Dom says he would like to use the traditional forms of music he has heard and immersed himself in over the years to create new soundscapes that generate interest in old-time folk music. Focusing very much on creating music that is rooted in history but taking a contemporary approach, Dom hopes to reexamine what traditional music can become.
In July 2014, Dom released his third solo record with Music Maker Relief Foundation, and his first since leaving the Carolina Chocolate Drops. Prospect Hill finds Flemons digging deeply into ragtime, Piedmont blues, spirituals, southern folk music, string band music, jug band music, fife and drum music, and ballads idioms with showmanship and humor, reinterpreting the music to suit 21st century audiences. He was featured on NPR’s Fresh Air with Terry Grossand his new album has received praise from The Boston Globe, Paste Magazine, Living Blues Magazine, and more.
Songwriter Kristin Andreassen toured the world with Rounder Records’ string band Uncle Earl, the “folk noir” singing trio Sometymes Why and the renowned traditional percussive dance ensemble Footworks before embarking on her solo career. Her debut album Kiss Me Hello kicks off with the song John Lennon Song Contest Grand Prize-winning “Crayola Doesn’t Make a Color for Your Eyes,” which made A Prairie Home Companion’s “best of” rebroadcast when she performed on the show. Kristin has recorded albums of original and traditional music with producers John Paul Jones (Led Zeppelin), Dirk Powell (Cold Mountain, Joan Baez) and Mark Schatz (Nickel Creek). Her new solo album Gondoliercomes out this winter.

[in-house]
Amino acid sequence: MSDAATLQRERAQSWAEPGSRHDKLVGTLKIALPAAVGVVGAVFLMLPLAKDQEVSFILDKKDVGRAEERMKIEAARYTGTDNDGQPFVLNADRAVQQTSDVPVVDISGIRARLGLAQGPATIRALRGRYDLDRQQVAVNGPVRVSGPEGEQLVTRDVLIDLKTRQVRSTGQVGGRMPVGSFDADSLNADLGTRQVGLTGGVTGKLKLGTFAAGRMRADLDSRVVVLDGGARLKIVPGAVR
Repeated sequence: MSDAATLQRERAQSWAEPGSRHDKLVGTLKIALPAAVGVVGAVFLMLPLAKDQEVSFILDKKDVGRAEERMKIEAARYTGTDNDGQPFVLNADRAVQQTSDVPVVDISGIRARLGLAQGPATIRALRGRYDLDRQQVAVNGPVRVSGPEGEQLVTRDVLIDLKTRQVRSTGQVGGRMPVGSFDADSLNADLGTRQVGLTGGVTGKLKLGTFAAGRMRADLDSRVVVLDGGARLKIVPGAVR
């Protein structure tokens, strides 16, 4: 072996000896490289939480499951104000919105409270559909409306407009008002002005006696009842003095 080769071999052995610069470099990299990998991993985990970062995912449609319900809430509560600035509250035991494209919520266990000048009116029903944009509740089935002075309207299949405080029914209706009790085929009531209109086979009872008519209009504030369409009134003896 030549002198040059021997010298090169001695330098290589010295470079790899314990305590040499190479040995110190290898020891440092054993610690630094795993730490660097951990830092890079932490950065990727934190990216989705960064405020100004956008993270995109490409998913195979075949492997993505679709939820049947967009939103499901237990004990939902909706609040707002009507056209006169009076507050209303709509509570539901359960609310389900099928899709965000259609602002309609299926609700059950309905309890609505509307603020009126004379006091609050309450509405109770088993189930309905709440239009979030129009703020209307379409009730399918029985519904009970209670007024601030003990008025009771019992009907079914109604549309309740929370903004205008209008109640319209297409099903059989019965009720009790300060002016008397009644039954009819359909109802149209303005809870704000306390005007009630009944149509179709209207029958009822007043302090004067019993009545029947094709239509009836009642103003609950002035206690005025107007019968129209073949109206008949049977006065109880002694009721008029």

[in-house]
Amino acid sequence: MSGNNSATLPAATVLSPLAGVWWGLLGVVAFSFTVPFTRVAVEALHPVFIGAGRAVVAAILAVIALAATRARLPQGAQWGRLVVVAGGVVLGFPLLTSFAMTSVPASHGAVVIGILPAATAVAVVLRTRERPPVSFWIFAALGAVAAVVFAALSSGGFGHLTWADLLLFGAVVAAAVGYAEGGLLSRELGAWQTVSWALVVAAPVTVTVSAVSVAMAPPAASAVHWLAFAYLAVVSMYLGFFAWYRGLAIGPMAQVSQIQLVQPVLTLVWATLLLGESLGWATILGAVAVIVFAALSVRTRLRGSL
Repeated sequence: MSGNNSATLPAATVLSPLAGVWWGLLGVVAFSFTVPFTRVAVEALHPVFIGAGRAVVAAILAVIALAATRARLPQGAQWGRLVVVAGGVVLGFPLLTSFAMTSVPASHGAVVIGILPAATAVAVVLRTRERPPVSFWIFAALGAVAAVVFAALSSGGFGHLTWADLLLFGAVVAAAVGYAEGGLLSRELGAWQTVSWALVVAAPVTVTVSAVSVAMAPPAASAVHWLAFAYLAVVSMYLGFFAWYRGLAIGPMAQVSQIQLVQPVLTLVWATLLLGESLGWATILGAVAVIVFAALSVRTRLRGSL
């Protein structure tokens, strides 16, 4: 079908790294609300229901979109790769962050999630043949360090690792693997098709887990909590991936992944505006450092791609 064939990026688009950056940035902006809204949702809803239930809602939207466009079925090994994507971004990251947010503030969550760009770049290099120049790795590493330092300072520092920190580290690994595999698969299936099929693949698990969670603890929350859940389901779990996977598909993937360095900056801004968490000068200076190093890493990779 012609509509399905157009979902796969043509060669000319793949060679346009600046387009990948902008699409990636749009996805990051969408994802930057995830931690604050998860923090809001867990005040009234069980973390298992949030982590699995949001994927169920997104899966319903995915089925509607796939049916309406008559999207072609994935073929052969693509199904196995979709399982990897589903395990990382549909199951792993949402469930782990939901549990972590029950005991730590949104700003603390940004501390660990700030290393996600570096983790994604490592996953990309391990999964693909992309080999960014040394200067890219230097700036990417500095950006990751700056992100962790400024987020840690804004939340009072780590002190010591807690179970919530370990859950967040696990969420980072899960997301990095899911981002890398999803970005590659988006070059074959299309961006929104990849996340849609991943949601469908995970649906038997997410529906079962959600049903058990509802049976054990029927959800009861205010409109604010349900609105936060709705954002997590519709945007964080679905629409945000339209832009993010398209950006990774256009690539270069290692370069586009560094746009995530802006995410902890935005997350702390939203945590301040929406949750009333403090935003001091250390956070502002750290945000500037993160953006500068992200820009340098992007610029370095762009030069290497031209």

Jefferson Hamer started out performing as guitarist, singer, and songwriter in the Colorado-based Americana ensembles Great American Taxi and the Single Malt Band. He relocated to New York in 2008 and became immersed in the traditional music scene. His most recent album is Child Ballads, released in 2013 on Wilderland Records. A painstaking, contemporary American reworking of seven of Professor Francis James Child’s venerable 19th century English and Scottish Popular Ballads, this record was arranged and performed in close duo collaboration with acclaimed singer-songwriter Anais Mitchell. The album earned a BBC2 Folk Award in the Best Traditional Track category, and was named one of NPR’s top-ten Folk and Americana releases of 2013 (“their tight harmonies and … lyrical edits turned these centuries-old songs into contemporary gems” -NPR). His other release from 2013, The Murphy Beds, is an acoustic collaboration with Dublin-born musician Eamon O’Leary. Featuring ten American and Celtic-influenced folk songs, sung harmony duet-style, and decorated with intricate guitar and bouzouki accompaniment, The Murphy Beds creates a contemplative space where musical composition and arrangement converge with the deep Irish and American traditions. The Huffington Post said it succinctly: “The resulting album bears repeated listening from start to finish, with ten beautiful, crystalline songs.”